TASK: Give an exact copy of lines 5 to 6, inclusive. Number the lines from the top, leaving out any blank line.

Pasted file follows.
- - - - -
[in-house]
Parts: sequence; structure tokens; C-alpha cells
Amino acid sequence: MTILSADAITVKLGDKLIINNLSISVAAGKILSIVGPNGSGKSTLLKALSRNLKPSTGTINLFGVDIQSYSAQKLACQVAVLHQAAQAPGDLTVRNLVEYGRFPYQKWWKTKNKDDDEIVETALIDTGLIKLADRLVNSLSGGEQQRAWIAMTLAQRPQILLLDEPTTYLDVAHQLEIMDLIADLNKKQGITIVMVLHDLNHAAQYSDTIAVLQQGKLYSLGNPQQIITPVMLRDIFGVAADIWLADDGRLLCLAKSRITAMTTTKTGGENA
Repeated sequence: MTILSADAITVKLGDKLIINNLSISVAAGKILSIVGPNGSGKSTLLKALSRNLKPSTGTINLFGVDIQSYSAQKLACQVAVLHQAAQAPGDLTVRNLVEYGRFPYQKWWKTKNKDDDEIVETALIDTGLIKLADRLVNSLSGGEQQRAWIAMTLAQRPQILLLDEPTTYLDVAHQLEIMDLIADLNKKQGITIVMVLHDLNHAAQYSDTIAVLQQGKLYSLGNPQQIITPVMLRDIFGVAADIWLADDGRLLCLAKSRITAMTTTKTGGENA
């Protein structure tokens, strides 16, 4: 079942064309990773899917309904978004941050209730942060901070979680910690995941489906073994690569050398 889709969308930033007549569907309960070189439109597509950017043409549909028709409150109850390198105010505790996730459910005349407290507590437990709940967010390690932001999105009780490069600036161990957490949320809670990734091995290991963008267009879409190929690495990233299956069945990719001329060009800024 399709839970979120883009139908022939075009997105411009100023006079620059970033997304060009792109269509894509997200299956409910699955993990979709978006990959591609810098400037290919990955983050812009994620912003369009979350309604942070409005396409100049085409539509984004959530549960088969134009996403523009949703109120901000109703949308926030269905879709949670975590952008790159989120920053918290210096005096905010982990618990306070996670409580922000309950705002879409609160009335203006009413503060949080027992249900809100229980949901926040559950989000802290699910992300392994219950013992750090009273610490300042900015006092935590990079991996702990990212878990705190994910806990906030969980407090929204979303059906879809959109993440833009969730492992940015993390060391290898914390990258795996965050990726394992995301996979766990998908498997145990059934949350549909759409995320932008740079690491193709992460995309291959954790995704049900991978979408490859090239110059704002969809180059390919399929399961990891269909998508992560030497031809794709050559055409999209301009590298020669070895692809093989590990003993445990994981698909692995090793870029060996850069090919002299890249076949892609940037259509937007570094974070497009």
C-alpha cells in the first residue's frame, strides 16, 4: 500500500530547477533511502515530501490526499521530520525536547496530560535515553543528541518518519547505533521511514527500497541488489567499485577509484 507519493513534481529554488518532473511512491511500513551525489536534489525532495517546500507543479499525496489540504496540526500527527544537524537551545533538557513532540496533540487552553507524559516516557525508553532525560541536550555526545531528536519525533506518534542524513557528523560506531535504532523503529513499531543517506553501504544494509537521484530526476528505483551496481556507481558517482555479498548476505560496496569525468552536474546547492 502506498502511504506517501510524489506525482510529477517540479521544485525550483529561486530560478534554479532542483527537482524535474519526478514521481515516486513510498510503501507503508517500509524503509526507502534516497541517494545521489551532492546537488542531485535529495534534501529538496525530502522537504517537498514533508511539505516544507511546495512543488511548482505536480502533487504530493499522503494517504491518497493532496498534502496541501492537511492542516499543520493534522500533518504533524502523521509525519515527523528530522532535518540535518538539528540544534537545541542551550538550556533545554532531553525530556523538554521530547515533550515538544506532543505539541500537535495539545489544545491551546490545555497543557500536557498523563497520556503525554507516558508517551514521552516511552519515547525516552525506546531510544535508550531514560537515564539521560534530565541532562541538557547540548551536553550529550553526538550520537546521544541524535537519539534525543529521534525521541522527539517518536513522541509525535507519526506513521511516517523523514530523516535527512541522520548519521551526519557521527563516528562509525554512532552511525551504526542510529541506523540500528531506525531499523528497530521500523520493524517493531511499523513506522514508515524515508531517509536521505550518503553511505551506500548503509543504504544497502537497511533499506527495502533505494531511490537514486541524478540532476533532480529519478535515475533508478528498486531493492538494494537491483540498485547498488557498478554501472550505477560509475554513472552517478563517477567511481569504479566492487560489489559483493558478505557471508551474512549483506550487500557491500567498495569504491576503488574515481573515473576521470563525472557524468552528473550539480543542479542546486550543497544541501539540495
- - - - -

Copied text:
């Protein structure tokens, strides 16, 4: 079942064309990773899917309904978004941050209730942060901070979680910690995941489906073994690569050398 889709969308930033007549569907309960070189439109597509950017043409549909028709409150109850390198105010505790996730459910005349407290507590437990709940967010390690932001999105009780490069600036161990957490949320809670990734091995290991963008267009879409190929690495990233299956069945990719001329060009800024 399709839970979120883009139908022939075009997105411009100023006079620059970033997304060009792109269509894509997200299956409910699955993990979709978006990959591609810098400037290919990955983050812009994620912003369009979350309604942070409005396409100049085409539509984004959530549960088969134009996403523009949703109120901000109703949308926030269905879709949670975590952008790159989120920053918290210096005096905010982990618990306070996670409580922000309950705002879409609160009335203006009413503060949080027992249900809100229980949901926040559950989000802290699910992300392994219950013992750090009273610490300042900015006092935590990079991996702990990212878990705190994910806990906030969980407090929204979303059906879809959109993440833009969730492992940015993390060391290898914390990258795996965050990726394992995301996979766990998908498997145990059934949350549909759409995320932008740079690491193709992460995309291959954790995704049900991978979408490859090239110059704002969809180059390919399929399961990891269909998508992560030497031809794709050559055409999209301009590298020669070895692809093989590990003993445990994981698909692995090793870029060996850069090919002299890249076949892609940037259509937007570094974070497009």
C-alpha cells in the first residue's frame, strides 16, 4: 500500500530547477533511502515530501490526499521530520525536547496530560535515553543528541518518519547505533521511514527500497541488489567499485577509484 507519493513534481529554488518532473511512491511500513551525489536534489525532495517546500507543479499525496489540504496540526500527527544537524537551545533538557513532540496533540487552553507524559516516557525508553532525560541536550555526545531528536519525533506518534542524513557528523560506531535504532523503529513499531543517506553501504544494509537521484530526476528505483551496481556507481558517482555479498548476505560496496569525468552536474546547492 502506498502511504506517501510524489506525482510529477517540479521544485525550483529561486530560478534554479532542483527537482524535474519526478514521481515516486513510498510503501507503508517500509524503509526507502534516497541517494545521489551532492546537488542531485535529495534534501529538496525530502522537504517537498514533508511539505516544507511546495512543488511548482505536480502533487504530493499522503494517504491518497493532496498534502496541501492537511492542516499543520493534522500533518504533524502523521509525519515527523528530522532535518540535518538539528540544534537545541542551550538550556533545554532531553525530556523538554521530547515533550515538544506532543505539541500537535495539545489544545491551546490545555497543557500536557498523563497520556503525554507516558508517551514521552516511552519515547525516552525506546531510544535508550531514560537515564539521560534530565541532562541538557547540548551536553550529550553526538550520537546521544541524535537519539534525543529521534525521541522527539517518536513522541509525535507519526506513521511516517523523514530523516535527512541522520548519521551526519557521527563516528562509525554512532552511525551504526542510529541506523540500528531506525531499523528497530521500523520493524517493531511499523513506522514508515524515508531517509536521505550518503553511505551506500548503509543504504544497502537497511533499506527495502533505494531511490537514486541524478540532476533532480529519478535515475533508478528498486531493492538494494537491483540498485547498488557498478554501472550505477560509475554513472552517478563517477567511481569504479566492487560489489559483493558478505557471508551474512549483506550487500557491500567498495569504491576503488574515481573515473576521470563525472557524468552528473550539480543542479542546486550543497544541501539540495